To gain real insight into today’s hydrographic business landscape, Hydro International asked some of the sector’s most influential companies for their opinions. This series of Q&As focuses on the current state of the industry from various perspectives, such as which technological developments will have the most impact on the market, which market segments are the most promising and which areas offer the most growth. Here, Dr Jonathan Beaudoin, co-director of QPS, shares his views of and expectations for the business.
How do you expect the hydrographic market to evolve over the coming year?
As AUV and ASV platforms become more effective force multipliers, we'll see ever-increasing leaps in autonomous surveying as companies strive to become more cost-effective. Along with this will come many new AUV and ASV manufacturers. With increased global focus on climate change, together with instability in oil and gas due to geopolitical factors, we anticipate continued work going to support the renewable energy sector – most notably, offshore wind farms. This work has complex and multi-faceted requirements, which means a greater need for data fusion – specifically, the integration of multiple streams of temporally and spatially variant datasets to best aid decision-makers. Also, changes in sea ice conditions will open new trade routes and natural resource development areas, which together will bring about a new era of exploration.
In what ways could the ocean technology industry benefit from artificial intelligence and/or machine learning?
Autonomy can only get so far without artificial intelligence (AI), otherwise, it will only ever be unmanned as opposed to autonomous. AI is enabling technology that will facilitate and accelerate autonomy. Running a line plan is one thing, but it is the more sophisticated on-the-fly adjustments and decisions that have a tremendous impact downstream. With these capabilities, companies will be able to meet the demand they'd normally be too resource-constrained to handle. Machine learning benefits most from big data, and with ever-increasing data volumes being collected, there should come an automated means of ensuring data quality and less of the tedious - and costly - human intervention that was necessary in the past.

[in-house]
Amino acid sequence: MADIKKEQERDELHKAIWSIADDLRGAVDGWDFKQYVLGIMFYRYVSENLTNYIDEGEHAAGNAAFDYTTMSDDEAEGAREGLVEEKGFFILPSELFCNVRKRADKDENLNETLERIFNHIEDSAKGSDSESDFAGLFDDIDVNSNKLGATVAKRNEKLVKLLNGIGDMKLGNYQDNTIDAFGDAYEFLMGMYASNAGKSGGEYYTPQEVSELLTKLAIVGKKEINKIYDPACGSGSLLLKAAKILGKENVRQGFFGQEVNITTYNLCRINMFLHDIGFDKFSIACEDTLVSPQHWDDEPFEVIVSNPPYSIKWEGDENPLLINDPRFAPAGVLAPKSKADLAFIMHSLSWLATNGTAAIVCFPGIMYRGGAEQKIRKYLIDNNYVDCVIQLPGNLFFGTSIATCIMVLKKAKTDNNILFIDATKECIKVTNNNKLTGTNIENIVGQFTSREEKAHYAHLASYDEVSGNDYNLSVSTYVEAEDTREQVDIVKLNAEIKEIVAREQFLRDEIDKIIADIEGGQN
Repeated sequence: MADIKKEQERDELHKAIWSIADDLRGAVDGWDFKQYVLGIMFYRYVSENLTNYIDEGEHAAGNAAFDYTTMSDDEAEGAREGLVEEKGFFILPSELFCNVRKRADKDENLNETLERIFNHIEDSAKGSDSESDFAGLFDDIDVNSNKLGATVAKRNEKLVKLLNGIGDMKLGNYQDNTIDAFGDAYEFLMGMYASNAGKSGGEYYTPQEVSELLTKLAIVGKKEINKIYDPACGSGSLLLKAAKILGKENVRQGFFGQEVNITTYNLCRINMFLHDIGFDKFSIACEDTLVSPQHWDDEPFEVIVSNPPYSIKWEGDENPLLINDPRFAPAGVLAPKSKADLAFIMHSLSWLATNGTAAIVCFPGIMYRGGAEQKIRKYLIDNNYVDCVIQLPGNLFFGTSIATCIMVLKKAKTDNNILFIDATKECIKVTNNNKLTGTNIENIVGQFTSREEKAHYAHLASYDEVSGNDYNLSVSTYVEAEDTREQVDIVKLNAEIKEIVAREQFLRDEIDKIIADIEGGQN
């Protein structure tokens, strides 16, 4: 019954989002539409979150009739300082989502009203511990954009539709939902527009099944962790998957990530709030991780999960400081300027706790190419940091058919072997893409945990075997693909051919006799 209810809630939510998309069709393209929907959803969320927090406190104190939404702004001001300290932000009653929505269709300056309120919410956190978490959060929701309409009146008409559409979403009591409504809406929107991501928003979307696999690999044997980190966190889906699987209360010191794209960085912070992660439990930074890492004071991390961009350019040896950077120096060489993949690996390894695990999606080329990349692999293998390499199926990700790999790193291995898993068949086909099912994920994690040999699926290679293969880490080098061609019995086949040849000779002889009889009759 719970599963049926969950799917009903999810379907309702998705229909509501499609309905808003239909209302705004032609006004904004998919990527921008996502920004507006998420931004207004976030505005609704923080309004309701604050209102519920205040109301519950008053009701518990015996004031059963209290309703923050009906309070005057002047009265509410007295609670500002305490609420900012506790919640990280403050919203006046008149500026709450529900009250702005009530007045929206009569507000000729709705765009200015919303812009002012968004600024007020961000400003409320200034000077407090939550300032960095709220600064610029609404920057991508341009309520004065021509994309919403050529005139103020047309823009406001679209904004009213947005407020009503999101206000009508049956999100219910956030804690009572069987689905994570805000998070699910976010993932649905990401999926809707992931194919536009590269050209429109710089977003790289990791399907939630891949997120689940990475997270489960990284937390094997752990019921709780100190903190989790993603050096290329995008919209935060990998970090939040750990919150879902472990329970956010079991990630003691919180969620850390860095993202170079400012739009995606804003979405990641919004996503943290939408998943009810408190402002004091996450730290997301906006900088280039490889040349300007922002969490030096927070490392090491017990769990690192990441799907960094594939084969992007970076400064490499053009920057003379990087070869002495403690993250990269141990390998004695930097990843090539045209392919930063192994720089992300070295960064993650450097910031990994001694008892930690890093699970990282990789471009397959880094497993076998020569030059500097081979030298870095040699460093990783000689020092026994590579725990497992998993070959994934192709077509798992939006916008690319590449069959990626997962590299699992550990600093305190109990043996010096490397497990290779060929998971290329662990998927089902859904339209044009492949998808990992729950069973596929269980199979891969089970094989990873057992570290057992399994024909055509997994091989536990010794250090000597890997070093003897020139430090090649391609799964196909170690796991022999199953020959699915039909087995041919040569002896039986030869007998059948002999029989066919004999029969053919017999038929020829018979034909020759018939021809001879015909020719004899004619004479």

How is your company addressing the market for autonomous vehicles?
QPS has provided autonomy in its survey software from the very beginning; it has always been our goal to let the machine work for you, instead of the other way around. The QPS philosophy of ’doing things right the first time’ is a good example of this. Our acquisition software QINSy has long since laid the groundwork with remote user interaction, system monitoring alerts, and data processing, gridding, and mosaicking – all in real-time. Since then we've achieved integration with several key autonomous survey vessel manufacturers, with such functionality to include mission planning, automation, systems interfacing, control and monitoring, as well as post-acquisition solutions. Most recently we've added an auto-survey function that dynamically adjusts line plans based on the real-time processed data of the adjacent line, thus, the correct overlap of data is guaranteed and there are no data gaps. Altogether, our autonomous functionality combined with our real-time processing, work to reduce both processing hours and precious ship time.
What could governments do to support the new market for automated surveying?
Be open-minded and willing to work with industry. Governments can choose to foster growth, for example, by supporting R&D efforts in the academic and private sector, or by granting incentives for automated shipping that will naturally benefit the surveying industry. Adding autonomous solutions in public tenders would add further stimulus and result in more innovation. Additionally, there is the issue of net neutrality, and maintaining it will help keep the cost of data transmission low, which will facilitate remote connections to autonomous platforms while also promoting cloud processing.
What is the main technological advancement to watch for in the future?
Hardware costs will decline, and autonomous turn-key solutions will proliferate. The role of a surveyor will change dramatically, shifting from the management of a single vessel to a whole fleet of autonomous vessels. Embedded smart algorithms will facilitate not just autonomous surveying, but in the setup, processing, management, and quality control of data as well. These will bring the art of hydrographic surveying to a wider base. Anybody could be a surveyor.